Mitigating Risks

Good regulations mitigate risks. There are several risks that exist in this sector. Some of these pertain to money laundering concerns, possible addiction, and inappropriate marketing content, amongst others. A rigorous regulatory framework for India will help in mitigating these risks.

The essence of the regulatory framework for the online games of skill sector must be to encourage responsible play. There are broadly five areas that merit regulation. These are around marketing and advertisement, safeguarding minors, providing tools for responsible play, anti-money laundering and financial fraud safeguards, and grievance redressal mechanisms.

Recommendations

New age sectors require a more light-touch regulatory framework that is a combination of principles, rules, and self- regulation. A regulatory structure for the online games of skill sector should be have both SROs and a gaming commission.

Advertisements must not be targeted towards minors or those exhibiting addiction behaviour. Marketing and advertising material should not be misleading. Necessary disclaimers, information, and warnings must be made visible in all forms of marketing and advertising material.

Games of skill operators must ensure that KYC and age verification takes places before any money can be deposited to safeguard minors. New gamers must provide unique identifying details (name, address, date of birth, email address, phone number, and card or bank details) to the operator before being allowed to play with real money. These details must be confirmed and validated by the operator.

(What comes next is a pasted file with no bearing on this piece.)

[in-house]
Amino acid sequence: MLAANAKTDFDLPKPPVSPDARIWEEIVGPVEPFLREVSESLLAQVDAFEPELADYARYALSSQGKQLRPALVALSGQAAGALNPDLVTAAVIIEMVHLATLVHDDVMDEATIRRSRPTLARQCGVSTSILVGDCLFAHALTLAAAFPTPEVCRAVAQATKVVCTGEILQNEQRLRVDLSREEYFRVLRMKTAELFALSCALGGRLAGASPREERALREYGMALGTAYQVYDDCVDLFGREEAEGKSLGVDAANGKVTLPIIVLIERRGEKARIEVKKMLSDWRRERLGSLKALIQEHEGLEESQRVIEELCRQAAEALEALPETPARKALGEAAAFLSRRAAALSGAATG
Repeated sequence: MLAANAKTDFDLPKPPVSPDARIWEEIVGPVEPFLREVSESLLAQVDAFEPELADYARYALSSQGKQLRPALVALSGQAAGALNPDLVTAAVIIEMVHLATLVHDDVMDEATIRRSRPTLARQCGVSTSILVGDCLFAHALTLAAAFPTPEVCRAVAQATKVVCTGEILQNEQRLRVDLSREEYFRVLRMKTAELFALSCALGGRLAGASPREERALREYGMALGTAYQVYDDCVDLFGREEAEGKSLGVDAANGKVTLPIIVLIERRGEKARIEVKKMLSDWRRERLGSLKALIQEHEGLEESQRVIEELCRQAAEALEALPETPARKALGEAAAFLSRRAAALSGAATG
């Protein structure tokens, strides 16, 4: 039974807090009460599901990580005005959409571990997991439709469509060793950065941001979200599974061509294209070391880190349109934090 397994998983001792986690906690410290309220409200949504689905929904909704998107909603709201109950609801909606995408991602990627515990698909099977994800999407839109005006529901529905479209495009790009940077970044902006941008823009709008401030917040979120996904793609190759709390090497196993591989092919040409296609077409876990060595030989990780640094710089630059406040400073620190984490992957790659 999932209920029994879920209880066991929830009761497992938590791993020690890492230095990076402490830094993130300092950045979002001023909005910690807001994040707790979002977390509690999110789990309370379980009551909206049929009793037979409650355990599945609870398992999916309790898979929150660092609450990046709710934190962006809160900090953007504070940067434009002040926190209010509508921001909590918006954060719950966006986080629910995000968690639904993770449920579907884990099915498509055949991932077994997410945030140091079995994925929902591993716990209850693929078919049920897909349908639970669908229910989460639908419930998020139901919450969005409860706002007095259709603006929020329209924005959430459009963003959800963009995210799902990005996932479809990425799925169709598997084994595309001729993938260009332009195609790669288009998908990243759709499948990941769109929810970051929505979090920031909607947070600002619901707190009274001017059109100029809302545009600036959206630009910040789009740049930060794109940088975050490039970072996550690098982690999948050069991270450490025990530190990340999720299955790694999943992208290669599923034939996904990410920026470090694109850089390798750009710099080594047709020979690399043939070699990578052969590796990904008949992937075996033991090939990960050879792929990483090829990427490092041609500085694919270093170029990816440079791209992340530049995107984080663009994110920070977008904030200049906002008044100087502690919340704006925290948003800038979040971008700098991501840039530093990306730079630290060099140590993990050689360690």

Operators must use behavioural monitoring techniques using technology and big data techniques to prevent/detect addiction. New players should go through a responsible playing tutorial before they begin participating in games of skill. All players must set self-determined limits on both deposit and time to begin participating on platforms. There must be an option for the player to set either daily, weekly, monthly, or yearly limit at the player’s discretion.

All online gaming operators must be brought under the ambit of the PMLA. This would ensure certain reporting criteria and audit requirements that will have to be met. Gaming operators must be able to effectively flag suspicious transactions and report these to the concerned authorities. Deposits made to the gaming platform should not be made through either cash or cryptocurrency. High value deposit or withdrawal transactions must be reported to the concerned authority.

All operators should have robust grievance redressal mechanisms in place. Suitable emails and phone numbers for grievances along with details on the procedure with timelines on how complaints will be handled must be published on all platforms. Operators should also have a 24/7 helpline that can help with consumer complaints and enquiry.

Nirupama Soundararajan is Chief Executive Officer, Pahle India Foundation. Arindam Goswami is Research Fellow with the same think-tank.